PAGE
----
3 May 1988 HOEBEKE & RUTZ: PUPAL PARASITOIDS OF HOUSE AND STABLE FLIES 495 Fig Morphological structures of pteromalid spp. (5) Middle lobe of mesoscutum, N. vitripennis; arrow denotes fine, delicate reticulations of the surface. (6) Middle lobe of mesoscutum, Trichomalopsis dubius; arrow denotes raised reticulations of the surface. (7) Apical margin of forewing, N. vitripennis, showing fringe of short setae. (8) Apical fringe of forewing, T. dubius, showing fringe of long setae. Fig. 5 was taken from Rueda & Axtell sitized pupae were found nearly always at outdoor sites, in or near dry lots, near silos, and at manure pits. However, on two occasions, parasitized pupae were discovered indoors in heifer freestalls next to dry lots with the outside doors open. The substrate was usually dry, earthy manure. In 1985, this parasitoid was reared on 14 occasions from sentinel pupae of M. domestica from 2 July through 24 September on some of the same dairy farms in Cayuga County (Conquest, Aurelius, Sempronius, and Moravia) and also in Schuyler County (Montour). During this period, parasitized pupae were always found in outdoor sites with dry, earthymanure substrates, usually at or near dry lots, manure pits, or under calf hutches. Laboratory Observations. A colony of T. dubius has been maintained in the laboratory; the soufce material originated from the Lockwood Dairy, Aurelius, N.Y. (Cayuga County). The colony is maintained at C and 45-60% RH; fresh pupae of M. domestica are provided weekly. Parasitoid emergence usually occurs d after oviposition, with an average of 12.6 adults emerging per fly puparium (n = 63, s 2 = 55.1). The average sex ratio (female/male) per puparium is 1.4:1. From field-collected material, an average of only 2.4 parasitoids per fly puparium (n = 89, s 2 = 24.6) emerged. Distribution. This parasitoid appears to be widely distributed in eastern North America, with records
4 496 ANNALS OF THE ENTOMOLOGICAL SOCIETY OF AMERICA Vol. 81, no. 3 known from the District of Columbia, Ohio, Indiana, Wisconsin, Illinois, Minnesota, Iowa, Nebraska (Krombein et al. 1979), and New York. Dibrachys cavus (Walker) Pteromalus cavus Walker 1835: 477. Dibrachys cavus: Kurdjumov 1913: 11. The following descriptions of the female and male were taken from Graham (1969). Body Length mm (depending on number emerging from host). Female. Head and thorax bronze, dark bluish, or dark greenish blue, confluently punctate. Antennal scape often entirely fuscous, but sometimes testaceous proximally; pedicellus and flagellum usually fuscous to black, occasionally pedicellus paler beneath. Flagellum subclavate, finely pubescent, pedicellus longer than two ring-joints and first funicular segment combined, or slightly longer than three-segmented club. Metanotum short, tricarinate. Wing veins varying from brownish testaceous to almost white. Legs variable in color, from entirely black to extensively testaceous; in those having palest legs, only coxae black, remainder testaceous, with femora and tibiae slightly brownish. Abdomen acute-ovate, somewhat longer than head and thorax combined, aeneous-black. Tarsi sometimes testaceous but more often brown or fuscous. Marginal vein times as long as stigmal vein; postmarginal vein usually as long as or even very slightly longer than stigmal vein, rarely very slightly shorter. Male. Head and thorax greenish to bluish, confluently punctate. Axillae and scutellum concolorous, or scutellum at most slightly tinged with bronze. Abdomen much depressed, oblong-oval, shorter than thorax, aeneous or metallic, and nearly always without, or with very small or indistinct pale spot at base, rarely with spot distinct. Antennae variable in color, often entirely testaceous but sometimes with pedicellus and scape infuscate, occasionally with flagellum brownish. Antennae with scape slender, times as long as broad, without projecting lobe at distal end; pedicellus shorter than in female, hardly more than twice as long as broad; funicle slender, segments quadrate, or proximal segments slightly longer than broad; clava times as long as broad; flagellum clothed with curved, subdecumbent hairs. Biological Notes and Hosts. Much literature has been devoted to the biology of this notorious hyperparasitoid; a list of references can be consulted in Krombein et al. (1979). Peck (1963) and Krombein et al. (1979) provide an extensive list of host records for D. cavus. If all records prove to be accurate, D. cavus must be considered a very polyphagous species. It is a secondary parasitoid in the cocoons of Hymenoptera (Ichneumonidae and Braconidae) that parasitize Lepidoptera and sometimes Coleoptera. It is also a primary parasitoid of the larvae of Lepidoptera and Coleoptera. It has been reared from the puparia of Tachinidae and has been recorded parasitizing other Chalcidoidea and even other individuals of its own species. Balduf (1937) remarked that this species is reported more frequently in the literature than any other chalcidoid. Field Observations. In 1984 and 1985, populations of D. cavus were discovered on dairy farms in Cayuga (Sempronius and Auburn) and Schuyler (Odessa) counties. The parasitoid was reared from sentinel pupae of M. domestica and S. calcitrans on four occasions, between 20 June and 5 September. Parasitized pupae were found most frequently indoors under manure ramps in sheds and in strawmanure mixtures. Laboratory Observations. From a total of six field-collected puparia (both fly species combined), 40 parasitoids emerged, an average of 6.7 parasitoids per puparium (s' 2 = 6.0). The range of parasitoid emergence was from 3 to 10 parasitoids per puparium. The average sex ratio (female/male) per puparium was 5.7:1. Distribution. This pteromalid occurs throughout most of Europe and is also widespread in Canada and the United States (Graham 1969; Krombein et al. 1979); it has been recorded from China, Korea, North Africa, and Uruguay (Graham 1969) as well. Acknowledgment We greatly appreciate the technical assistance of Clare Stokes, Link Smith, and Glen Scoles (Department of Entomology, Cornell University). In addition, we acknowledge the taxonomic assistance provided by E. E. Grissell (Systematic Entomology Laboratory, USDA-ARS, Washington, D.C.) in confirming the identification of the parasitoids discussed in this paper. This paper is a publication of the Cornell University Agricultural Experiment Station, New York State College of Agriculture and Life Sciences, a statutory college of SUNY. The research was supported by Hatch Project References Cited Ashmead, W. H Descriptions of new parasitic Hymenoptera (Paper No. 2). Trans. Amer. Entomol. Soc. 23: Axtell, R. C. & D. A. Rutz Role of parasites and predators as biologicalflycontrol agents in poultry production facilities, pp In R. S. Patterson & D. A. Rutz [eds.], Biological control of muscoid flies. Miscellaneous Publication 61, Entomological Society of America, College Park, Md. Balduf, W. V Bionomic notes on the common bagworm, Thyridopteryx ephemeraeformis Haw., (Lepid., Psychidae) and its insect enemies (Hym., Lepid.). Proc. Entomol. Soc. Wash. 39: Gahan, A. B. 1920(1921). On the identity of several species of Chalcidoidea (Hymenoptera). Proc. Entomol. Soc. Wash. 22: Graham, M. W. R. de V The Pteromalidae of northwestern Europe (Hymenoptera: Chalcidoidea). Bull. Brit. Mus. (Nat. Hist.), Suppl. 16. Kamijo, K. & E. E. Grissell Species of Trich-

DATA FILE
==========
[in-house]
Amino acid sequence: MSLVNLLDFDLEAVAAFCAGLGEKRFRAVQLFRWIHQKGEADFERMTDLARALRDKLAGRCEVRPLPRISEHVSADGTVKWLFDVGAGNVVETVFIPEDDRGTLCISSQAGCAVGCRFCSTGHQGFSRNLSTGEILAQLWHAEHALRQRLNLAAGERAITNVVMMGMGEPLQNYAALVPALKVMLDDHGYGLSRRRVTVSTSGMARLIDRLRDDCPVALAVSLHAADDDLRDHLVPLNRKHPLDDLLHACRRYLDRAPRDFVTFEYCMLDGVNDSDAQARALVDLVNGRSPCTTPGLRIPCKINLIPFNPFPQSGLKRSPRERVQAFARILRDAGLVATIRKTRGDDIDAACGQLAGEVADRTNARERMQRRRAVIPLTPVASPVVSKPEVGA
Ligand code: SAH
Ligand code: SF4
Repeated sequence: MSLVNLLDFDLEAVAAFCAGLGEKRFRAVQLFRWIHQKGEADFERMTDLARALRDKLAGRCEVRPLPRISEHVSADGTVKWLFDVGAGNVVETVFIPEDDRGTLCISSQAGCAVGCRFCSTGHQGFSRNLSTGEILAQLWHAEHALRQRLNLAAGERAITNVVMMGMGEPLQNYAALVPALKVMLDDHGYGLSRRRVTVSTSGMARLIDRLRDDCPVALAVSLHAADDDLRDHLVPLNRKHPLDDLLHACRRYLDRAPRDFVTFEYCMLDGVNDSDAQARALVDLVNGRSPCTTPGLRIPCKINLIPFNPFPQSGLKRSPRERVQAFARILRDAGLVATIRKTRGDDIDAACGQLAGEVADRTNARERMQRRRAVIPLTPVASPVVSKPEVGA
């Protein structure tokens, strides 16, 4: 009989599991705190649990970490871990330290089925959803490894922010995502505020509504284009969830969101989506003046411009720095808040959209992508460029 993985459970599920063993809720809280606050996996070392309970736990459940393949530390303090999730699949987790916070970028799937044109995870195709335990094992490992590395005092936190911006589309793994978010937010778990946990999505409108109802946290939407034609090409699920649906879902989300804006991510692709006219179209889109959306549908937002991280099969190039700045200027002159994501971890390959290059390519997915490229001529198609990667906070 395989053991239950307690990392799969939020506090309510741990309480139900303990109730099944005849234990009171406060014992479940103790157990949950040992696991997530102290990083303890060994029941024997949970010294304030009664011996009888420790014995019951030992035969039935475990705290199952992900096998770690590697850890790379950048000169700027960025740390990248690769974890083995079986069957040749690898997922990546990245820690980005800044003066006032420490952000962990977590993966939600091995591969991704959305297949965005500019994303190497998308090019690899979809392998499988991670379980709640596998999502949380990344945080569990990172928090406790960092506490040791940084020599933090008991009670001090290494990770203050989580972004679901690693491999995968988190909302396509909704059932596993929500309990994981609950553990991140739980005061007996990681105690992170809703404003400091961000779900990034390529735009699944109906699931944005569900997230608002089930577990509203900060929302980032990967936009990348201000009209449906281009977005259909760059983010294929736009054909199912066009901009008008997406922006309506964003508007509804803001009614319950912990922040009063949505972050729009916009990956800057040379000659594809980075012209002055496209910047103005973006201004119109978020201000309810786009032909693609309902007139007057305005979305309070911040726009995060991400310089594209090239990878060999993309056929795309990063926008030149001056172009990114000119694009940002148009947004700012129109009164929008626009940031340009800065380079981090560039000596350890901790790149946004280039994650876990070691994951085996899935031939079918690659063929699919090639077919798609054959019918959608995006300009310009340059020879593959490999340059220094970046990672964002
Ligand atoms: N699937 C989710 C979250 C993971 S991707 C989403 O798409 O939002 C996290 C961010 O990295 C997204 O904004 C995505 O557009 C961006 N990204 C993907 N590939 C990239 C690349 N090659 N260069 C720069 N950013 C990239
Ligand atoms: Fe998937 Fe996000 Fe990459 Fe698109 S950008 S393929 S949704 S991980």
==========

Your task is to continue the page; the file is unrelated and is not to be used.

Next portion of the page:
5 May 1988 HOEBEKE & RUTZ: PUPAL PARASITOIDS OF HOUSE AND STABLE FLIES 497 omalopsis Crawford (Hymenoptera, Pteromalidae) from rice paddy, with descriptions of two new species. Kontyu, Tokyo 50: Krombein, K. V., P. D. Hurd, Jr., D. R. Smith & B. D. Burks Catalog of Hymenoptera in America north of Mexico, vol. I, Symphyta and Apocrita (Parasitica). Smithsonian Institution, Washington, D.C. Kurdjumov, N Notes on Pteromalidae (Hymenoptera, Chalcidodea). Rev. Russe Entomol. (Entomol. Obozr.) 13: Peck, O A catalogue of the Nearctic Chalcidoidea (Insecta: Hymenoptera). Can. Entomol., Suppl. 30. Petersen, J. J., O. R. Guzman & B. M. Pawson Urolepis rufipes (Hymenoptera: Pteromalidae), a new parasite record for filth flies (Diptera: Muscidae) in Nebraska, USA. J. Med. Entomol. 22: 345. Rueda, L. M. & R. C. Axtell Guide to common species of pupal parasites (Hymenoptera: Pteromalidae) of the house fly and other muscoid flies associated with poultry and livestock manure. North Carolina Agricultural Research Services Technical Bulletin 278. Smith, L. & D. A. Rutz The occurrence and biology of Urolepis rufipes (Hymenoptera: Pteromalidae), a parasitoid of house flies in New York dairies. Environ. Entomol. 14: Walker, F Monographia Chalcidum. Entomol. Mag. 2: Received for publication 10 August 1987; accepted 28 December 1987.